Global shipping industry’s US$231 Billion CAPEX needs far exceed combined market cap

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The global newbuild ship orderbook has fallen to a historical low of 10% but the global shipping industry’s US$231 Billion CAPEX requirements remain enormous and far exceeds the combined US$191 Billion market capitalisation of all the world’s listed shipping firms.

In 2018 alone, the global shipping industry will need US$114B capital to fund the newbuild ship deliveries. Asian countries are the largest ship buyers and will need to fork out nearly 40% of this CAPEX. However, we expect equity financing to form only a small part of the global ship financing pool as investors remain cautious on the sector given the volatile freight rates and the shipping firms’ low profitability and high financial leverage. As such, shipowners will still need to rely heavily on debt and lease financing plus their internal cash flows to fund their future capital expenditure.

US$231B CAPITAL REQUIRED TO FUND EXISTING NEWBUILD SHIP ORDERS

Globally, there are 3,036 newbuild vessels on order which will require US$231B to finance in the coming years. In 2018 alone, the capital expenditure for the global shipping industry is expected to amount to US$114B. This will halve to US$52B in 2019 with the remaining US$58B in 2020 and beyond.

ASIA NEEDS THE LARGEST AMOUNT OF NEWBUILD SHIP FINANCING IN 2018

Asia has the largest capital expenditure requirements for newbuild ship deliveries in 2018, amounting to US$43B or 38% of the global shipping industry’s capex needs for newbuild ship deliveries in 2018. Among the Asian countries, the ship buyers in Japan, China and Singapore will require the largest amount of newbuild ship financing.

European ship buyers will require US$40B to fund their newbuild ship deliveries, accounting for 35% of the global shipping industry’s capex needs in 2018. The ship buyers in Greece, Norway and Netherlands need the largest amount of ship financing among the European nations.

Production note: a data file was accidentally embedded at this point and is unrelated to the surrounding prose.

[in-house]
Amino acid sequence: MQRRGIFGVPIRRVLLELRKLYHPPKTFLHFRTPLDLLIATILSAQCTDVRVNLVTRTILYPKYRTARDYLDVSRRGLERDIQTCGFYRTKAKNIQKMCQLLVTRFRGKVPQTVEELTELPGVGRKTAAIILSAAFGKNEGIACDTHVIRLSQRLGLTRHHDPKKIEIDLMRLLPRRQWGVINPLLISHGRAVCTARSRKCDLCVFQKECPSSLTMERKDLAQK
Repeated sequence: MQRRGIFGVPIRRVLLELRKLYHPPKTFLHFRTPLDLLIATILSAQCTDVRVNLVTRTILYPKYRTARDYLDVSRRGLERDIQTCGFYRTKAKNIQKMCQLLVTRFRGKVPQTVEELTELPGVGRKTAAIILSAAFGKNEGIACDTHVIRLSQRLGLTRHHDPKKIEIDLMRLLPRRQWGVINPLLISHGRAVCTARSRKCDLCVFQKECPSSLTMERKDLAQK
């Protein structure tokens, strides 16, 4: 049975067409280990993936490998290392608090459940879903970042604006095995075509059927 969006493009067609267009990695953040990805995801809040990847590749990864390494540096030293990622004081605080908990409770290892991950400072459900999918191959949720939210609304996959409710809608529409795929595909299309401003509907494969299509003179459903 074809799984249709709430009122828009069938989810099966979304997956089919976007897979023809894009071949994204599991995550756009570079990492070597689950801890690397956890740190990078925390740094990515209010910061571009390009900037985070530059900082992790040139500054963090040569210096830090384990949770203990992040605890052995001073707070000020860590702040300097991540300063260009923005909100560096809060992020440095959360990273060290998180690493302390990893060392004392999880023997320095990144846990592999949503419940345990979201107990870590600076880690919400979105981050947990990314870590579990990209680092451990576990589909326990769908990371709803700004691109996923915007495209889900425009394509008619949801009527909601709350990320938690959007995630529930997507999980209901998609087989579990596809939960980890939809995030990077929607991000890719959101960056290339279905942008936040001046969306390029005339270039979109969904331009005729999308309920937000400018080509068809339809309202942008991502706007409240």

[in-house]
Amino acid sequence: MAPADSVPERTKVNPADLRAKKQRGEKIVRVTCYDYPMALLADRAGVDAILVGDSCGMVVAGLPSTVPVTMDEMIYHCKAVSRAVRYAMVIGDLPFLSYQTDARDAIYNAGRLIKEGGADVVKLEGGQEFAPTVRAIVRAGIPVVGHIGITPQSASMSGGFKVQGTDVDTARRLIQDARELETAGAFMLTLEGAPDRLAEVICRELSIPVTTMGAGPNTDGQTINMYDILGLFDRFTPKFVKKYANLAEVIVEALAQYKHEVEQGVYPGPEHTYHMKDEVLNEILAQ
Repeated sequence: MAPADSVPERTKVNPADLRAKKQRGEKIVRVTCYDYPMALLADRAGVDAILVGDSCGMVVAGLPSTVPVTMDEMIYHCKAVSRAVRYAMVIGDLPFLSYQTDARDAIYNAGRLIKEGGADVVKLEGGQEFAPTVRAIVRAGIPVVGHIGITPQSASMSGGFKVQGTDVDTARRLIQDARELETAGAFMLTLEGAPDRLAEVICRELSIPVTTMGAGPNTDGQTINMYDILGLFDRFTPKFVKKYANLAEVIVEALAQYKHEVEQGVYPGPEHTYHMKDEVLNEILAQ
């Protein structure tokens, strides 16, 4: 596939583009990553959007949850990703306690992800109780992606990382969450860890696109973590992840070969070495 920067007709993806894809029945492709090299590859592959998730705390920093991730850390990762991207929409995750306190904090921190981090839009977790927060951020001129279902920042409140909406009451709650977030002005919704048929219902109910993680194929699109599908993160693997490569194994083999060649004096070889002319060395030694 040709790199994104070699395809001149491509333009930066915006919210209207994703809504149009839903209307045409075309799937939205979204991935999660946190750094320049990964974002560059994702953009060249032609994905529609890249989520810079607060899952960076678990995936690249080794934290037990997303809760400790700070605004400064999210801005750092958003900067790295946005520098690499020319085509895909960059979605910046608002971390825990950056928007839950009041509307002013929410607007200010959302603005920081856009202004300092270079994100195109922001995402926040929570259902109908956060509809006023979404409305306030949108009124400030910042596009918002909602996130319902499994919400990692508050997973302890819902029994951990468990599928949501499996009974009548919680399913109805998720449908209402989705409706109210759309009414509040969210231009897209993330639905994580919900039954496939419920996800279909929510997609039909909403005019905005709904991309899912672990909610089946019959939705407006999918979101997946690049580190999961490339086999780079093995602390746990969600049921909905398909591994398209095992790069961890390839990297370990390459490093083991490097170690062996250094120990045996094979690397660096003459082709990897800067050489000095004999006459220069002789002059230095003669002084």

US ship investors also have substantial ship financing needs, accounting for 10% of the global shipping industry’s capex needs in 2018.

TANKER SHIPPING SEGMENT ACCOUNTS FOR THE LARGEST SHARE OF NEWBUILD SHIP DELIVERIES IN 2018, FOLLOWED BY DRY BULK

Crude, product, chemical and other specialised tankers will make up 38% of the global newbuild ship deliveries in 2018.

Dry bulk carriers will drive 31% of the total newbuild ship deliveries while containerships account for 19% in 2018.

LNG and LPG carriers constitute 6% and 1% of the global newbuild ship deliveries while Offshore vessels will account for 3% of the global ship deliveries in 2018.

Chart: Breakdown of newbuild vessel deliveries by shipping segment (2018)

EQUITY FINANCING LIKELY TO FORM ONLY A SMALL PART OF OVERALL SHIP FINANCING

Apart from Maersk which has a current market capitalization of US$34B, the equity market valuation of the listed global shipping lines is small, averaging only US$0.7B.

The combined market capitalization of all the listed shipping companies in the world stands at only US$191B. This falls short of the global shipping industry’s US$231 Billion CAPEX requirements.

In the past 12 months, the global shipping industry has only managed to raise US$8.2B in the equity markets. 61% of the equity funding was raised by Asian shipping companies, 38% by European shipping firms and 1% by North American shipping firms.

We expect equity financing to form only a small part of the global ship funding pool as investors remain cautious on the sector given the volatile freight rates and the shipping firms’ low profitability and high financial leverage. As such, shipowners will still need to rely heavily on debt and lease financing plus their internal cash flows to fund their future capital expenditure.

Chart: Current market capitalization of top 30 shipping firms in the world (2017)

Chart: Global shipping industry equity issuance in the past 12 months (Total: US$8.2B)

Source: 
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